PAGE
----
Only diabetics or alcoholics (1) are at risk of ketoacidosis, as long as you don’t suffer with these illnesses you are physically unable to produce too many ketones.
Let me say that again to reinforce the message:
Non Diabetics and Non Alcoholics WILL NOT Produce Too Many Ketones!
To illustrate this, let’s take a look at how many ketones the body produces during ketosis and during other situations. This will make it easier for you to understand the answer to the question “is ketosis dangerous?”.
The standard method of measuring the amount of glucose in the blood is to use the mmol/dl metric, the higher the mmol/dl number the more ketones you are producing:
Concentration of Ketones (mmol/dl)
Up to 2
Up to 25
*for source see references at footer (2)
That makes a total of 8 mmol/dl! Surely that’s ketoacidosis and its dangerous right?
For everyone other than diabetics and alcoholics the body has a series of feedback loops which prevent ketone concentration ever getting too high.(3)
Let me explain how it works to ease your mind, presumably alcoholics wouldn’t be reading a diet book so we’ll focus on diabetics instead.
Why Diabetics Produce Too Many Ketones & Why You Won’t!
So now you know the answer to the question “is ketosis dangerous?” you may be wondering why it’s only diabetics and alcoholics who are at risk.
So just why is ketosis dangerous for this specific group of people? Let’s take a look at the unique challenges diabetics face and in doing so it’ll help illustrate why you’re safe.
Type 1 diabetics are unable to produce insulin naturally which is why they take insulin injections in order to maintain stable blood glucose levels.
If a diabetic doesn’t receive insulin for a period of time they enter a type of ketosis. Unlike the dietary ketosis where you can burn the fat and ketones for fuel, a type 1 diabetic is unable to burn the ketones as a fuel.
This is thought to be because there is enough glucose available which means their bodies preferentially burn that for fuel instead.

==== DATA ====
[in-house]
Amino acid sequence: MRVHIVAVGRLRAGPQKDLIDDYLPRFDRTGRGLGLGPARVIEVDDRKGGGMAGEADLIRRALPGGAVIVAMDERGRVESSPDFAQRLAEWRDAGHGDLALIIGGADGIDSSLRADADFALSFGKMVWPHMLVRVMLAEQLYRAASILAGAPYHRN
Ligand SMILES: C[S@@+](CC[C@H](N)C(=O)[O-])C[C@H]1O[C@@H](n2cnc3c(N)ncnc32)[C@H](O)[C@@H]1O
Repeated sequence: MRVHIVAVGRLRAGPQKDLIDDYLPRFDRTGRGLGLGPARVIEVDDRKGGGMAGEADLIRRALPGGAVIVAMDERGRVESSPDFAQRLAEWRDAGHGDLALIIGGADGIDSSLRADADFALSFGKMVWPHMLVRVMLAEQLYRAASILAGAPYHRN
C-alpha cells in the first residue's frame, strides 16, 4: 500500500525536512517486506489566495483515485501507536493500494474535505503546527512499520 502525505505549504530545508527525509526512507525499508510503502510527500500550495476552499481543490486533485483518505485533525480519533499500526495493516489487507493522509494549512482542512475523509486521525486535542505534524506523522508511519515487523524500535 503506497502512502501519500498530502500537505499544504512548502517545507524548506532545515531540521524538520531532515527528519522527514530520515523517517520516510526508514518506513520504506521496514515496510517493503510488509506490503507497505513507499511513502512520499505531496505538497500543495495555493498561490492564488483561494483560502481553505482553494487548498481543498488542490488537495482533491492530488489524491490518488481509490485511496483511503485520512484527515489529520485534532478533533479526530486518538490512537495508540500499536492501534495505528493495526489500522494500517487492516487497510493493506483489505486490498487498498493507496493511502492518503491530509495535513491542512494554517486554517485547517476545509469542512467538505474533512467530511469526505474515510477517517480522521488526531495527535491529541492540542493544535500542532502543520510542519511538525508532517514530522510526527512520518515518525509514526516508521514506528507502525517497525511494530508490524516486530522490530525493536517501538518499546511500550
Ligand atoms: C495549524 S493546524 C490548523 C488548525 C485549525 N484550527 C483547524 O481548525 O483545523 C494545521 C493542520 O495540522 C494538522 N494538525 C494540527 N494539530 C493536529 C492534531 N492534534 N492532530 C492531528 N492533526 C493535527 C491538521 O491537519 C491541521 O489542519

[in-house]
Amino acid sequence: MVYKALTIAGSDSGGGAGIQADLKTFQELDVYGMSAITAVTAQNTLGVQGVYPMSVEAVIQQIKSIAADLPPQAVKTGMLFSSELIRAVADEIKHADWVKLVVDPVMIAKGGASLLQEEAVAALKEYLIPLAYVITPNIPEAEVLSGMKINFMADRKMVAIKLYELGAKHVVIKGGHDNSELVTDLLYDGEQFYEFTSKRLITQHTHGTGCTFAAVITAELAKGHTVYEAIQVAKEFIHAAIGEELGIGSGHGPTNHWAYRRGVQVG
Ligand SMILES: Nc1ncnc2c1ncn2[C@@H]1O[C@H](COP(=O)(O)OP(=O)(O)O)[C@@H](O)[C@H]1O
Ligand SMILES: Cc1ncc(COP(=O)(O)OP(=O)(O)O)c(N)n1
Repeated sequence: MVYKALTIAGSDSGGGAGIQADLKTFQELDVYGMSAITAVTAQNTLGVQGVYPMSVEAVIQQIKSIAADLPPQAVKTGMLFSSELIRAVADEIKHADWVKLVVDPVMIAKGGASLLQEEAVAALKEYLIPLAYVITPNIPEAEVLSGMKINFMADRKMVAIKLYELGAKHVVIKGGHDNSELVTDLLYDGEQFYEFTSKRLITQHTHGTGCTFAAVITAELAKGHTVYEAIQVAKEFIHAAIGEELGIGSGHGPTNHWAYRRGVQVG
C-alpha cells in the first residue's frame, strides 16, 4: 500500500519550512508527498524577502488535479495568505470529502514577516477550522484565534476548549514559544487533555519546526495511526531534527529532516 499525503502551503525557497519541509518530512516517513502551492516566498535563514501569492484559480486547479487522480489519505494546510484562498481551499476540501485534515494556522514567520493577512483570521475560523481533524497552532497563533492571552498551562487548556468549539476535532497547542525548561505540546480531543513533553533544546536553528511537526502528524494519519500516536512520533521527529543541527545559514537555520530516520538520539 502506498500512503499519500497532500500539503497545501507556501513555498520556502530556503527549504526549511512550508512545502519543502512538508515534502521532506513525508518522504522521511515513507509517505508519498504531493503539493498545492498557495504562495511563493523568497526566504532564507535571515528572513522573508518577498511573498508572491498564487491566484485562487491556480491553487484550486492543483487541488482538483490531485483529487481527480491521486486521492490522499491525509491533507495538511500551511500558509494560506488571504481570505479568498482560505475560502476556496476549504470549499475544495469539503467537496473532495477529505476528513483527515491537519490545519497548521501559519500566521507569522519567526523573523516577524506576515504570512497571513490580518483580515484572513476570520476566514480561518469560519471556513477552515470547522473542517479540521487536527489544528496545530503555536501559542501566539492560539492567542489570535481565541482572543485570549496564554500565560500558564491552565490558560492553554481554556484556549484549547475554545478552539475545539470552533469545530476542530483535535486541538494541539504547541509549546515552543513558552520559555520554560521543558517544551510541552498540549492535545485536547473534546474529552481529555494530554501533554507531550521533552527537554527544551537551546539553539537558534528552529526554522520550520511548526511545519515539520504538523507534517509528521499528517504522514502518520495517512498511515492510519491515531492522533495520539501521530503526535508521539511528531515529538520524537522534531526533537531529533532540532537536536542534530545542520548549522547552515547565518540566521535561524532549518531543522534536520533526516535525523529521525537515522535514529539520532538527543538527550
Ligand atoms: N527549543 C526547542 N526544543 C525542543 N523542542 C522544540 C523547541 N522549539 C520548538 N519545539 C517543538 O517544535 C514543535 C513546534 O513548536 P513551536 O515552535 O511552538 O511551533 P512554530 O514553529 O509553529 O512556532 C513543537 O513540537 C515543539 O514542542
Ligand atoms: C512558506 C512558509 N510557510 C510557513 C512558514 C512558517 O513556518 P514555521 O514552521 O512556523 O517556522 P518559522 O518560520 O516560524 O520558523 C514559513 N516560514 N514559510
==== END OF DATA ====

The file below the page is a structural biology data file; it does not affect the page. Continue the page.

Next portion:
The problem is made worse by the fact type 1 diabetics produce almost four times as many ketones as a non-diabetic. As they can’t burn these off for fuel (because the body isn’t fat adapted) they have a high concentration of ketones they can’t get rid of.
Diabetic ketoacidosis occurs and whilst it can be treated, if its not treated early enough it can be fatal.
Non-diabetics have a series of bodily processes which sense when ketone concentration gets to high.
When they recognise levels increasing they set in motion steps to reduce the levels of ketones in your blood.
The first step is to release insulin, when insulin is released it does a number of good things:
- It slows the amount of fat you burn
- It limits the amount of ketones the body produces
- It increases the amount of ketones you pee out
These preventative steps happen when ketone levels get to around 4-5mmol/dl, way before ketoacidosis could ever be dangerous.
This is what prevents ketone levels getting out of control and answers the “is ketosis dangerous?” question!
So we’ve unequivocally answered the million dollar question…is ketosis dangerous?
Now that you understand why it’s impossible for you to produce a dangerous level of ketones the next time some smartass tells you you’re diet is dangerous you can school them on the FACTS about ketosis and ketoacidosis!